However, the Texas Education Agency reported the state’s teacher turnover rate fell to its lowest level in ten years during the 2020-21 academic year of 2020-2021.

The governor said he also hopes to increase Oklahoman’s engagement in local schools by moving school board elections to November.

“School board elections have never been more important,” Stitt said. “Right now, school board elections are held in April. Like, nobody knows about them. Nobody votes in them. So I’m trying to get those moved to the general election timeframe.”

Senate Bill 962, proposed during the last legislative session by Sen. Greg Treat (R-OKC) would shift school board elections to November, but the Oklahoma State School Boards Association has opposed the measure, saying it would invite party politics into non-partisan races.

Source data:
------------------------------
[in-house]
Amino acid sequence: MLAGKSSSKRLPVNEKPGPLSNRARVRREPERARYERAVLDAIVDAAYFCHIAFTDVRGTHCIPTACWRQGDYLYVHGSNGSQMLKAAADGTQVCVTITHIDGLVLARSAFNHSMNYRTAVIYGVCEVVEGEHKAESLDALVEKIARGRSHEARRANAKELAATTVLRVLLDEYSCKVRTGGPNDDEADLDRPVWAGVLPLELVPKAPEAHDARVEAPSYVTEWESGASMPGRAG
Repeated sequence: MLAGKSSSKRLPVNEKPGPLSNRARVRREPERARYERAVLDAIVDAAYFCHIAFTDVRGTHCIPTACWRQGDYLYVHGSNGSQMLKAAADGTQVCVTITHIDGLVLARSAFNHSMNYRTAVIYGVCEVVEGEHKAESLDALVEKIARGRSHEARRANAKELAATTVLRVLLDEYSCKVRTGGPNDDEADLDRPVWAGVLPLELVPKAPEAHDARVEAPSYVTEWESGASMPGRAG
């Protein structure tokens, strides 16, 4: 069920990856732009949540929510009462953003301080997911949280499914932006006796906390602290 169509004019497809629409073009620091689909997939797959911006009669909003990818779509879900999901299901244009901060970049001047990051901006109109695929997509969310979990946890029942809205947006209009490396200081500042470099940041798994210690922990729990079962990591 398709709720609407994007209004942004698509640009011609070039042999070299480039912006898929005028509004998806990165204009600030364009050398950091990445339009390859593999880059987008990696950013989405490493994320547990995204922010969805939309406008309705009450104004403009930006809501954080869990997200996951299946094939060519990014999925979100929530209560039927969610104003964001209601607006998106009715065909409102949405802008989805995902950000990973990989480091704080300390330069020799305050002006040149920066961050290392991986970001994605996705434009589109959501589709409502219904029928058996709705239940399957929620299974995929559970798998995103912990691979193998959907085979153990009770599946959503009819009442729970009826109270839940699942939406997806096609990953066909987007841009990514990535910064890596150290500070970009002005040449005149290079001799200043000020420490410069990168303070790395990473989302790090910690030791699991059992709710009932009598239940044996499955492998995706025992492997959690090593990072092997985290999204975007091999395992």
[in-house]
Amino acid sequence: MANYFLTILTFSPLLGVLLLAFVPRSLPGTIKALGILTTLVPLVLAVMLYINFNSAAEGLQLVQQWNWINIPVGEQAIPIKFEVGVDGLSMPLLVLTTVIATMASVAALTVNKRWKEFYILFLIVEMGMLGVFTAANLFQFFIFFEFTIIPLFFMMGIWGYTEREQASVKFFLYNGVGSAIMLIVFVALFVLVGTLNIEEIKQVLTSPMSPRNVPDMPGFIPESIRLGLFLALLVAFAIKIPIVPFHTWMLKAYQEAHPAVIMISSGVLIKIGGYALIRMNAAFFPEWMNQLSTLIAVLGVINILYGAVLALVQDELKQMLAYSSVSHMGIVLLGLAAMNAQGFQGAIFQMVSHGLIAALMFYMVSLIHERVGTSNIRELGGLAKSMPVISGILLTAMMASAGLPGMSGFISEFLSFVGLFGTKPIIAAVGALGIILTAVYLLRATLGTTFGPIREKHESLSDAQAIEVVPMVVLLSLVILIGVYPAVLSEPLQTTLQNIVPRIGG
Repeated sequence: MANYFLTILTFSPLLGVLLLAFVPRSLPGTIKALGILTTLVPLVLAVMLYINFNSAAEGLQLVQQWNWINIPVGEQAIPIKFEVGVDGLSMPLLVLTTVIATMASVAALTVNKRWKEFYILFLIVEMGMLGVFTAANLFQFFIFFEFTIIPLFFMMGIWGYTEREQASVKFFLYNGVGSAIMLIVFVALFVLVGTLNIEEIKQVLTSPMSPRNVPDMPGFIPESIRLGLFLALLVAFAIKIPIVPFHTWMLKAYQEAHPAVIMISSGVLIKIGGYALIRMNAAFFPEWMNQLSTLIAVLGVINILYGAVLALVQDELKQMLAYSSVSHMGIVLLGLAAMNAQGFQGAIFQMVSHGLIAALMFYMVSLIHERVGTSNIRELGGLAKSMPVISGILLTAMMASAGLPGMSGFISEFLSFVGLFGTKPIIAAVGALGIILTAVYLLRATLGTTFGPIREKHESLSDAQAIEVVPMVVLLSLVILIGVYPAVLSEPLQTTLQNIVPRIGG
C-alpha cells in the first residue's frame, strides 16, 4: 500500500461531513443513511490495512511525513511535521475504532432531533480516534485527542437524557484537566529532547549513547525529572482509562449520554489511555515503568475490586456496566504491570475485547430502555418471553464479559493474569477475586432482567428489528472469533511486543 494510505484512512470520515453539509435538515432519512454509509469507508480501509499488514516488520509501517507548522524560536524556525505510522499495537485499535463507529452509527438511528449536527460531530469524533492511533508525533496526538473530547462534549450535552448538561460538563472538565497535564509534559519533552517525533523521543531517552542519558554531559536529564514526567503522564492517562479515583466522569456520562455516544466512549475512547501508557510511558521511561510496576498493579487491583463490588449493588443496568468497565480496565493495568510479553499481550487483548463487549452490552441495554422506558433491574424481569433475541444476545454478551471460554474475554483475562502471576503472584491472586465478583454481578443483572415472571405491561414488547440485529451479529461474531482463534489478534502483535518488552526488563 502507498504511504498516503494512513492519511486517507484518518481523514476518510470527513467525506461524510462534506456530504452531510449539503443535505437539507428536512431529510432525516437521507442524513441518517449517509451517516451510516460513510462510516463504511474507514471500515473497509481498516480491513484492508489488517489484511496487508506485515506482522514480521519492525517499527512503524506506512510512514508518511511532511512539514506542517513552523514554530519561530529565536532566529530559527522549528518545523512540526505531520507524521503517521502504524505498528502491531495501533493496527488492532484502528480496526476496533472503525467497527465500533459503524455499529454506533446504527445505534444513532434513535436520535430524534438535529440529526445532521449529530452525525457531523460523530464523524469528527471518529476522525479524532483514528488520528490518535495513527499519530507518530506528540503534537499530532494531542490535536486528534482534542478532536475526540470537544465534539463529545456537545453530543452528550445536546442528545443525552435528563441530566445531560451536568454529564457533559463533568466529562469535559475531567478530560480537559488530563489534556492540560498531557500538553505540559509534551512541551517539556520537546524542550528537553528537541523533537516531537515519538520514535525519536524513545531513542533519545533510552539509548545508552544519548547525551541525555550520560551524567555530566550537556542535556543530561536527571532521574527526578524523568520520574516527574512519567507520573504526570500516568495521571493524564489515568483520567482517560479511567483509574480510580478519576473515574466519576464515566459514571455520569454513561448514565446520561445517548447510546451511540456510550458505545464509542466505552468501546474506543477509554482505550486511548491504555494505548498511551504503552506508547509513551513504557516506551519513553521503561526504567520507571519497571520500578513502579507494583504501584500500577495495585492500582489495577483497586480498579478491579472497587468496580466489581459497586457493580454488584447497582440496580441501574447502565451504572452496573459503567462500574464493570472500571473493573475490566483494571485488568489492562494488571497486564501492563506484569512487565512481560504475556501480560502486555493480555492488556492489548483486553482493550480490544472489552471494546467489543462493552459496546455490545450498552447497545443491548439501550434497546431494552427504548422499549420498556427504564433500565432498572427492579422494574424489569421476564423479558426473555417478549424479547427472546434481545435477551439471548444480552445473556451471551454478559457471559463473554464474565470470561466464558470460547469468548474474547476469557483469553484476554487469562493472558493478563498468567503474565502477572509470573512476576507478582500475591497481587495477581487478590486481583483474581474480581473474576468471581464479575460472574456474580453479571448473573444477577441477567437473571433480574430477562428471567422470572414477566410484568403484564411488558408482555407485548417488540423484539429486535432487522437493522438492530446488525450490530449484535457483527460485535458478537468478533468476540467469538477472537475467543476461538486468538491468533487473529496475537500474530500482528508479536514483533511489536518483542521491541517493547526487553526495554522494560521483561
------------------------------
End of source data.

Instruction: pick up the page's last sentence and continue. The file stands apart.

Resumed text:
Stitt said education’s role in Oklahoma’s future is significant.

“We are hyper-focused on training the workforce,” he said.

The NGA winter meeting and the Republican Governors Association winter meeting took place over the same weekend and Stitt emphasized the benefit of both gatherings.

“It’s great to be here and meet all my colleagues from around the country that we talk to on the phone all the time. It’s just neat to be together,” Stitt said, “It’s a neat time to come represent Oklahoma.”